However, some of the proposed changes are “somewhat tangential to protecting investors that are going to be interesting to watch,” Sokhi said.

For example, he cited the SEC’s proposal in relation to the Form AP requirements for CPA firms. The Public Company Accounting Oversight Board (PCAOB) requires accounting firms that audit public companies to submit the form to disclose the names of lead partners and other accounting firms that participated in the audit. The SEC oversees the audit regulatory board.

“The proposal may align Form AP filing requirements for SPACs and IPOs that could significantly impact accounting firms, including how they are regulated by the PCAOB,” Sokhi said. There was “some ambiguity as to whether a private company would be considered an issuer under the new rules, that hopefully will be resolved.”

He said this has implications for all audit firms, especially those serving the middle markets that are doing much of the SPAC target audits and are at or close to having 100 public company clients.

“Once an accounting firm exceeds 100 registrants, they are required to be reviewed by the PCAOB every year instead of every three years,” he explained.

Moreover, the PCAOB’s audit inspections under Chair Erica Williams has been quite rigorous.

In the meantime, some accounting firms, including the Big Four, wrote comment letters to the SEC, largely asking for clarity on financial reporting matters.

KPMG LLP, for example, noted that the proposal does not touch upon internal control over financial reporting (ICFR).

Section 404(a) of the Sarbanes-Oxley Act of 2002 requires management to implement ICFR and assess its effectiveness. Section 404(b)requires auditors of larger companies to evaluate their ICFR. And KPMG asked the SEC to clarify when an ICFR is required after de-SPAC.

“In practice, we have observed confusion in determining when ICFR assessments are required,” the firm wrote.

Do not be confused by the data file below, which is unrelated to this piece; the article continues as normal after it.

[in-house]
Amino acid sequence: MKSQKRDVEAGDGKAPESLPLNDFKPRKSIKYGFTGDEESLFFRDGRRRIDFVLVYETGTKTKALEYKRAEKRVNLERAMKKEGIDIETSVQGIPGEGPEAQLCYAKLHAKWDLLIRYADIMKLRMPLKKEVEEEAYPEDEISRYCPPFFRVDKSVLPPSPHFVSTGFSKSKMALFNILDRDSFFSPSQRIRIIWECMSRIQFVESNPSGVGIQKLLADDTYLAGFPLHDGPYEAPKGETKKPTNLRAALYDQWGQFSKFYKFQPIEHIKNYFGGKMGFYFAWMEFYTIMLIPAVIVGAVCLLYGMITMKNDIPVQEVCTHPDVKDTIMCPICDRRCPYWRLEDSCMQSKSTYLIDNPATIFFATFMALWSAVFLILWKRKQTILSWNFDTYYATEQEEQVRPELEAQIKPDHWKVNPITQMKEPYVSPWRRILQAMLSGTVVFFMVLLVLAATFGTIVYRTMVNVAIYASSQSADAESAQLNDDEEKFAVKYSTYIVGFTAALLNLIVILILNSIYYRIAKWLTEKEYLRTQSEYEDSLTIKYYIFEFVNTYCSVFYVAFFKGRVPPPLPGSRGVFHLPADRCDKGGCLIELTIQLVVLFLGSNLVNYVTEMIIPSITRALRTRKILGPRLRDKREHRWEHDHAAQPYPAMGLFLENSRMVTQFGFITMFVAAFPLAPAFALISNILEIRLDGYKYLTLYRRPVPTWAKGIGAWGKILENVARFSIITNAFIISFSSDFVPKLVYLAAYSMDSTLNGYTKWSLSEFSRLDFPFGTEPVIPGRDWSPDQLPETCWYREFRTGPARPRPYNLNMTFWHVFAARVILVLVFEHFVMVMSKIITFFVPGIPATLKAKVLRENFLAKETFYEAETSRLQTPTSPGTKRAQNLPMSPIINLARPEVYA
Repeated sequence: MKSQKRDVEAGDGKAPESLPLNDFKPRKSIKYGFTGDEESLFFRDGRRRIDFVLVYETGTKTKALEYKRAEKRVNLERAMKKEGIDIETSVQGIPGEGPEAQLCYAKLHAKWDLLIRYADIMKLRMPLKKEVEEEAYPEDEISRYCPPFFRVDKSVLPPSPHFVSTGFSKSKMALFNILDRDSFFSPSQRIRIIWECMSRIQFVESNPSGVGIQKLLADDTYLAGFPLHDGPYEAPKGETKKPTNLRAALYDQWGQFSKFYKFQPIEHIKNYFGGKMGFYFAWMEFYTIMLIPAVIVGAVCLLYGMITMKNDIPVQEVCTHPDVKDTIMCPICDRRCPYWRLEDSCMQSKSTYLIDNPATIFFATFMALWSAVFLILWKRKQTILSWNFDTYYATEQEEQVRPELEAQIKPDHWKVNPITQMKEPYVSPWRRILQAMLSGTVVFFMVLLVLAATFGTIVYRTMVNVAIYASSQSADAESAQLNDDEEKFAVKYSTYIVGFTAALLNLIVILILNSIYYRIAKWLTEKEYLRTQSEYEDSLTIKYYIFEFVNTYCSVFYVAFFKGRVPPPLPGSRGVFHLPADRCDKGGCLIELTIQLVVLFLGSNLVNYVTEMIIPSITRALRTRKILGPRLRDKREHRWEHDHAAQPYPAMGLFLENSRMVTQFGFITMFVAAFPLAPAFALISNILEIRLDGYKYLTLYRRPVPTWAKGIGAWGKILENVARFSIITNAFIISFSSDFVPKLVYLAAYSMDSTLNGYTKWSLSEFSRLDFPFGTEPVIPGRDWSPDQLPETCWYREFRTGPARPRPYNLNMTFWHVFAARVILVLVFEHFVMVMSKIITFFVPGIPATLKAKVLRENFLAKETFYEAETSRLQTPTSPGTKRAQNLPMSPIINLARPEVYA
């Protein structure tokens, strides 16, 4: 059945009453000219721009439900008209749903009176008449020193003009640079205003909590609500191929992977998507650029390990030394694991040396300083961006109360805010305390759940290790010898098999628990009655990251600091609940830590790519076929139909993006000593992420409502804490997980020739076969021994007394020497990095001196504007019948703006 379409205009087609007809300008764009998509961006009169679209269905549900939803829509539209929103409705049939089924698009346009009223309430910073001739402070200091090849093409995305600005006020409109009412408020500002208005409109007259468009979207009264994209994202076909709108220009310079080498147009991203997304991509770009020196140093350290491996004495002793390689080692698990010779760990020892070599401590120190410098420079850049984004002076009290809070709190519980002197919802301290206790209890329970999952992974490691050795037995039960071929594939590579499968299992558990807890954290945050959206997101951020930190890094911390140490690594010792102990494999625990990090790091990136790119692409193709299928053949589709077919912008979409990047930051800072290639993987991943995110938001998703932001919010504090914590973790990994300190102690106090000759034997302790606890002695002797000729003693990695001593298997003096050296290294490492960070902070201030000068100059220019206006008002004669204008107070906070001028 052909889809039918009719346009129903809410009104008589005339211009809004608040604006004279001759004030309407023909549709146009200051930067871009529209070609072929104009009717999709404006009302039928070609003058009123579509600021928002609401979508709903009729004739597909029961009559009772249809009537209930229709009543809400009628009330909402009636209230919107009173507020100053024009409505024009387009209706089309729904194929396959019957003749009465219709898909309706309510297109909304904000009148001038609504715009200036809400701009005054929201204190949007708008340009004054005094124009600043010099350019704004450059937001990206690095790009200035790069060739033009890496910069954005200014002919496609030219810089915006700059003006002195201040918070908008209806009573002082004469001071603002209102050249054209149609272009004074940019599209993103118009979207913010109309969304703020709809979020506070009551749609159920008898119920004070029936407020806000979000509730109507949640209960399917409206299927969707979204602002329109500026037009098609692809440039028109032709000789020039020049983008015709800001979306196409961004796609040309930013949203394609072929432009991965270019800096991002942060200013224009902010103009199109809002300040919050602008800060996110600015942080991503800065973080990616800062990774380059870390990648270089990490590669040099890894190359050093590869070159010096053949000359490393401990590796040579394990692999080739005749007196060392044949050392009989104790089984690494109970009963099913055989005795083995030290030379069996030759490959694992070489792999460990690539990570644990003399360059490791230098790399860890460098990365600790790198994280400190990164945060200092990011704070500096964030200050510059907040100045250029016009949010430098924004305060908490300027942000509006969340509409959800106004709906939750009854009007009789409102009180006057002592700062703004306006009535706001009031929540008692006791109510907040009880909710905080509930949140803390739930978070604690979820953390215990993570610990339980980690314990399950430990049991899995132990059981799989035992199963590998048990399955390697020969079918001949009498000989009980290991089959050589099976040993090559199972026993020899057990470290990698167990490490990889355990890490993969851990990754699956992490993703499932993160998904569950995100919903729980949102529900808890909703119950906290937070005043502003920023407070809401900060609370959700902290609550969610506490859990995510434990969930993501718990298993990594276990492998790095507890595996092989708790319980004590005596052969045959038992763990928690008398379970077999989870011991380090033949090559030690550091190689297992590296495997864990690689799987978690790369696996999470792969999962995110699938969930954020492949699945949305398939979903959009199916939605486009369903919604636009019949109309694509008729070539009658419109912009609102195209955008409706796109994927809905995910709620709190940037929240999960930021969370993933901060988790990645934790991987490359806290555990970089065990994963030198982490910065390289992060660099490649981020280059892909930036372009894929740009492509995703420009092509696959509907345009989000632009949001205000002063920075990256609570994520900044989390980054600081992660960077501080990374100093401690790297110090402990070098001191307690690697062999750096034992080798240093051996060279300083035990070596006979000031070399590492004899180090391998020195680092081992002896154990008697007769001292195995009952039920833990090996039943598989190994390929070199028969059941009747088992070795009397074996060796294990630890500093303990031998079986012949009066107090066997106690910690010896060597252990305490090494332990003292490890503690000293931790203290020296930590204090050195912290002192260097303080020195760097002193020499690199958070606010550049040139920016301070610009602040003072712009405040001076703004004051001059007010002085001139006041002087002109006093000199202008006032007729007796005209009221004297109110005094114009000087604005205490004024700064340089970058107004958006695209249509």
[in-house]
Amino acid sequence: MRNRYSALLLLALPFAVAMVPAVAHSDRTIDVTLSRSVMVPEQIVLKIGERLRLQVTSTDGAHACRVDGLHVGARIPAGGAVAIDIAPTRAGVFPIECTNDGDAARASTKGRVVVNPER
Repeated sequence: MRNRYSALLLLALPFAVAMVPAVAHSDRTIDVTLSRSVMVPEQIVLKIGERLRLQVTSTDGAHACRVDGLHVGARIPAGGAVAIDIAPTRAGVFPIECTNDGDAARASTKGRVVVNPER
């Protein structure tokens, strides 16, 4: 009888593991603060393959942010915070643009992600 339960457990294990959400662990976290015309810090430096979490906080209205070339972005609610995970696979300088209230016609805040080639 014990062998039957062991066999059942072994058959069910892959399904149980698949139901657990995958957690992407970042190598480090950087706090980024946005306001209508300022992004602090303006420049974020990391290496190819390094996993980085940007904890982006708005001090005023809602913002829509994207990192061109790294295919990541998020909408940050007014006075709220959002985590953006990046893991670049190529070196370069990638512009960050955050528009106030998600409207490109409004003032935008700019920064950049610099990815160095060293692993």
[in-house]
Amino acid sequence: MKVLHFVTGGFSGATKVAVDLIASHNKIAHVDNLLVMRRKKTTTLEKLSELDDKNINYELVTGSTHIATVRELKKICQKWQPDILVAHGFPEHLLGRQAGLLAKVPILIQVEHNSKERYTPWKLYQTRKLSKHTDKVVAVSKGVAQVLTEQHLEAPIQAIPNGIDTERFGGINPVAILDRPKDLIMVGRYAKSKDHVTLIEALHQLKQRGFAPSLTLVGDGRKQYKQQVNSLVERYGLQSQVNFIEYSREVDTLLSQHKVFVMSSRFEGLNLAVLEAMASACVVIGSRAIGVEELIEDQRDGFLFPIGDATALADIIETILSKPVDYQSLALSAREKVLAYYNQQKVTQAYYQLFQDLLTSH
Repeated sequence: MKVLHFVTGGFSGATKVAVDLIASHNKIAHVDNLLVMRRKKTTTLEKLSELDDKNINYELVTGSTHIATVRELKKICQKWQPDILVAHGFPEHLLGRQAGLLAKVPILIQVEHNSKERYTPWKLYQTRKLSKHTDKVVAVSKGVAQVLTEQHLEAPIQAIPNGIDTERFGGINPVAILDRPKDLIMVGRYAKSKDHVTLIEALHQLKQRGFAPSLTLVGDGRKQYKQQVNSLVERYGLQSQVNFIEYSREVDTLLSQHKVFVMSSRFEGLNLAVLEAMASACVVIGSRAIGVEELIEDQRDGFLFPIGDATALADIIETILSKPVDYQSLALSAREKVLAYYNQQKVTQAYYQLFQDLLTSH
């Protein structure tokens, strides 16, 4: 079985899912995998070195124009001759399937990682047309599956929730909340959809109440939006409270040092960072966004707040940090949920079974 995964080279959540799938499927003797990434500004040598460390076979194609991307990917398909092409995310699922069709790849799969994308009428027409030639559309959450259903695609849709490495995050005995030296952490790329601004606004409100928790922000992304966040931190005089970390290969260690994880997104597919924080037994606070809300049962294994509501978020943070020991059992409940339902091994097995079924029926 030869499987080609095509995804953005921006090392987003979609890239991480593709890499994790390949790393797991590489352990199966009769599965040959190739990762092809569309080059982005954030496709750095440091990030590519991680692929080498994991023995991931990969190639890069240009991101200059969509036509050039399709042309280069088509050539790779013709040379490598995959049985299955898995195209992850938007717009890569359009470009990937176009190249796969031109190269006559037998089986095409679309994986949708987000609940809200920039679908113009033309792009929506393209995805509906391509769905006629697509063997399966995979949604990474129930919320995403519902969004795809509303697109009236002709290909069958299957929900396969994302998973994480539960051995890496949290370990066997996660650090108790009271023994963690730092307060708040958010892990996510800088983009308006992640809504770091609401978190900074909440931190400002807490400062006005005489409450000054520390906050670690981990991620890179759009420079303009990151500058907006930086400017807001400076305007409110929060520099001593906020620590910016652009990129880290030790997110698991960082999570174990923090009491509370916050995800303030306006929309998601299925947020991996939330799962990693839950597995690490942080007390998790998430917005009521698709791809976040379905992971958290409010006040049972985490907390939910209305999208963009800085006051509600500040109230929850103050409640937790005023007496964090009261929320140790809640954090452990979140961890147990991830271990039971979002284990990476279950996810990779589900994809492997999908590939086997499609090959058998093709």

BDO USA, LLP asked the SEC to conform the due date of the first Form 10-Q.

In a traditional IPO, the first quarterly report is due later of “45 days after the effective date of the registration statement or the date on which such report would have been required to be filed if the issuer has been required to file reports on Form 10-Q as of its last fiscal quarter.”

By contrast, following de-SPAC, the due date of the private operating company’s most recently completed interim period financial statements before the merger is based on the SPAC’s filing status.

For example, if the registration statement for a de-SPAC transaction was declared effective on October 14, 2022, and the transaction was executed on November 7, a calendar year-end private operating company’s interim financial statements for the period ended September 30, 2022, would be due on November 14, 2022. But for a traditional IPO, it would be due November 28, 2022.

“We believe the Commission should consider whether an exception to the age requirements for de-SPAC transactions in the Form 8-K with Form 10-equivalent information should be provided to further align the financial reporting requirements following the ‘go public’ transaction,” BDO wrote.

[Thomson Reuters]